National Human Rights Institutions and Their Potential Role in Prevention and Response to Mass Atrocities in Latin America
In Claudio Fuentes and Monica Serrano (ed.), Responsibility to Protect in Latin America: A New Map (Routledge Press, 2015 Forthcoming)
21 Pages Posted: 14 Jul 2014
Date Written: December 22, 2011
Human rights ombudsmen operating throughout Latin America – or National Human Rights Institutions (NHRIs) – provide a novel lens to explore the role of domestic human rights actors in the application and implementation of the Responsibility to Protect (R2P) paradigm. NHRIs in Bolivia, Colombia, Guatemala and Peru have all begun pioneering conflict resolution mandates, and these cases, plus Mexico, form the bulk of the empirical material. Ongoing armed conflict in Colombia presents manifold political, institutional and social obstacles to an institution mandated to protect and promote human rights, but lacking in coercive powers. Challenges of a different order confront ombudsmen operating in variably unstable political regimes displaying persistent low-intensity violence. The chapter frames the ombudsmen’s R2P prevention activities by focusing on their contribution to information-exchange, generating publicity, shifting incentives, establishing focal points for coordination, and, in particular, the development of early warning systems. Drawing on the documented response of ombudsmen to conflict and massive violations of rights, the chapter goes on to assess their potential role in mediation efforts, monitoring conflict situations, protection of vulnerable individuals and groups, and investigating and prosecuting criminal acts. The chapter reflects not only on the strengths, but also limitations, of these potential R2P agents in political systems defined by political conflict, power asymmetries, and weak rule of law.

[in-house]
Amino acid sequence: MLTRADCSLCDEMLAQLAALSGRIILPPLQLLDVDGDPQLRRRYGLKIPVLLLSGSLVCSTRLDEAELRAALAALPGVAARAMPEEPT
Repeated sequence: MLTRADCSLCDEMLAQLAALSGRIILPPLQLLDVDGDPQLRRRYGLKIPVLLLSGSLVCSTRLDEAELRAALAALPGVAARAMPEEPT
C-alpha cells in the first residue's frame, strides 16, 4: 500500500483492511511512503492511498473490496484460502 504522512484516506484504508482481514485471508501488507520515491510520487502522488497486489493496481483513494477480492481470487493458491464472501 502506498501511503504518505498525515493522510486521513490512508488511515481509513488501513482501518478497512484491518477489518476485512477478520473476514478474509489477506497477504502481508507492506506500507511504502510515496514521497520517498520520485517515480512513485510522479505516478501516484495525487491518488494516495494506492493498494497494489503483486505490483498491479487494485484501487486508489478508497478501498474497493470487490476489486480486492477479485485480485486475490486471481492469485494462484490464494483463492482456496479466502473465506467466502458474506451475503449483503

Keywords: Responsibility to protect, ombudsmen, human rights, Latin America
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